I am on the lowest hierarchical rung in our organisation, and it took me 14 months to have my ideas enacted, this would take a manager 2 days.
There’s a reason for this: Managers are trusted to make the best decisions for the organisation, for the staff and for our customers. They are paid more to reflect this responsibility and accountability.
The buck stops with the manager, so they have more of say.
The buck does not stop with me, so I have less of a say.
Hence two of my ideas have become orgnaisational standards about 14 months after I first put them in motion.
My point is that bottom-up change takes longer than top-down. I just don’t know if I’m that patient.
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Tagged bottom, change, down, employee, hierarchy, manager, organisation, organisational, patience, responsibility, staff, time, top, up
I don’t mind when people disagree with me, that implies they have done some research or know something I don’t. At the very least I can learn from them.
Outward, non-apologetic apathy is (in my books) OK too. This normally happens when people are overloaded with info & need time to process it all. They go in to a kind of temporary shock.
But what I find really hard to deal with is a kind of disguised apathy. It’s what happens when people know enough of the facts to scare them, but in stead of doing something about it, researching it or discussing it, they desperately try to scramble back to a place when they didn’t know. Nostalgia for ignorance. It sometimes sounds like this:
- “It’s best we don’t know”
- “Well, we’re all going to die anyway”
- “No use worrying about something you can’t change by yourself”
Reading SEED Magazine I was struck by a series of satellite images of the Wilkins Ice Shelf. I went in to a kind of shock – I hadn’t realised just how drastic the effects of climate change were already. But shock doesn’t last, and now I have two choices: pretend like nothing has changed for me, or start finding out more.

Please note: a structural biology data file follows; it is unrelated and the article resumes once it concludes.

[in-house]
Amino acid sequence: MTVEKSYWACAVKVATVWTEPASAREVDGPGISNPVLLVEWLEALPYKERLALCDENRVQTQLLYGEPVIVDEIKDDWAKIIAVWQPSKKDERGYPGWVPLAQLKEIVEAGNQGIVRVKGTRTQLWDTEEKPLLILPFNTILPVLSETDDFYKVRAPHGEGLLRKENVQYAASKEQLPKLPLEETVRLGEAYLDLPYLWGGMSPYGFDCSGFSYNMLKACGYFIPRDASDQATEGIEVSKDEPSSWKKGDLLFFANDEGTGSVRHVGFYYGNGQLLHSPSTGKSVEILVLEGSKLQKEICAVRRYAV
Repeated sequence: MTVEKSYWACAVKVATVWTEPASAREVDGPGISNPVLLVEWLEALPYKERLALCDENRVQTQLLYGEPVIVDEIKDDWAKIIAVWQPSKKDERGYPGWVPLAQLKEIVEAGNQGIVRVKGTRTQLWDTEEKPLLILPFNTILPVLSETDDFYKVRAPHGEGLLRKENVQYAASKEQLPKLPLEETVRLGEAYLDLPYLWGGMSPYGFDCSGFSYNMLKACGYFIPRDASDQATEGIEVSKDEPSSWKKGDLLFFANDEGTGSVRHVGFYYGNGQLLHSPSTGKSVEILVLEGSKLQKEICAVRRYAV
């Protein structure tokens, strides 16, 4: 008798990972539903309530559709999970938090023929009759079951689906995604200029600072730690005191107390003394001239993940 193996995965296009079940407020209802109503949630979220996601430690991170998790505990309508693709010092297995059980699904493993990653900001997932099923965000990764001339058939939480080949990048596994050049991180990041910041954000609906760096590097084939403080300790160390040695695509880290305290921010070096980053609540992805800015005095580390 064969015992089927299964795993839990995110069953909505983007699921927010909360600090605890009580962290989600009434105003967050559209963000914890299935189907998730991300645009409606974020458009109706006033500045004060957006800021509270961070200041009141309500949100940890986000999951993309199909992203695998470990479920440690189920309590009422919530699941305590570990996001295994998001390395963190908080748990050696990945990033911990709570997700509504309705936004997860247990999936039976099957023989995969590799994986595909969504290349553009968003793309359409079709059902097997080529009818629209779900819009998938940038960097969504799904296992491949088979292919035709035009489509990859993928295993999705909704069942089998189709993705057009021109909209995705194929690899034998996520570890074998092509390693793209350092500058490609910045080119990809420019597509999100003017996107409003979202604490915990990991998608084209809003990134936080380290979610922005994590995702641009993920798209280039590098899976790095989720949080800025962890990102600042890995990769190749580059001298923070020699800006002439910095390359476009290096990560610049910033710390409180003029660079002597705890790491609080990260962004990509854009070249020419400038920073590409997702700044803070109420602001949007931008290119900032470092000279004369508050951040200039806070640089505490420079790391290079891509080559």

Some days I wish I could pretend that I didn’t see those images, that they hadn’t affected me so deeply. But I can’t. So I’m starting small, discussing, researching and taking little steps, like with the toilet cistern (still stoked about that).
It wasn’t that great not knowing anyway.
Every now and then I get in to rant-mode. I try not to – rare is the person who can rant convincingly without making their audience defensive.
But my workmate got me going, and at the end of my tirade she shrugged her shoulders and said:
“We live in different worlds.”
Post-modernism agrees, but I don’t.
It is true that depending on our upbringing, culture and socio-economic background, we interpret events and facts differently. None of us perceive colour in the same way, let alone capital punishment, for example.
Our perceptions of reality are different, but our planet of habitation isn’t. We live on Earth. We live with the same finite global resources, the same diseases, almost the same DNA. Regardless of whether we acknowledge it, these things remain the same.
There is a point at which our cultural, political, social and economic baggage no longer matters on a global scale. We live on a planet that has limits. We can only hold so many people, exhaust so many water supplies, emit so much carbon, grow exponentially for so long.
We live in the same world.
I have cut down our water consumption by over 6,500 liters a year. And yes, I am feeling quite smug about it.
I’ve am increasingly concerned about global access to, and shortage of water. I figure that (at the moment) I can’t single-handedly find a solution to the plummeting levels of our underground water reservoirs. Or, for that matter, give every living person access to clean drinking water (however, I AM trying with charity:water – check them out).
But, I CAN reduce the amount of water I use, and I started with our toilet.
When it’s full, our toilet cistern contains 2.4 gallons of water. That’s either 9 or 11 liters depending on whether those gallons are US or UK (unfortunately our cistern doesn’t specify). Seeing as our toilet doesn’t have a half-flush option, that’s a heck of a lot of water every time we turn the handle.
So, I put bottles of water in to our cistern to displace the water and reduce the amount we flush. It took all of 5 minutes, it didn’t require a plummer, and it goes some way to cutting down my overall water usage.
Some bottles I filled up to put in our cistern turned out to be too large. Ended up using a lot of jam jars.
The finished product - it ain't pretty, but it works.
Still feeling smug.
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Tagged charity, cistern, displace, drinking, fix, flush, gallon, H2O, liter, litre, plumming, reduce, resevoir, shortage, sustainability, tank, toilet, underground, waste, water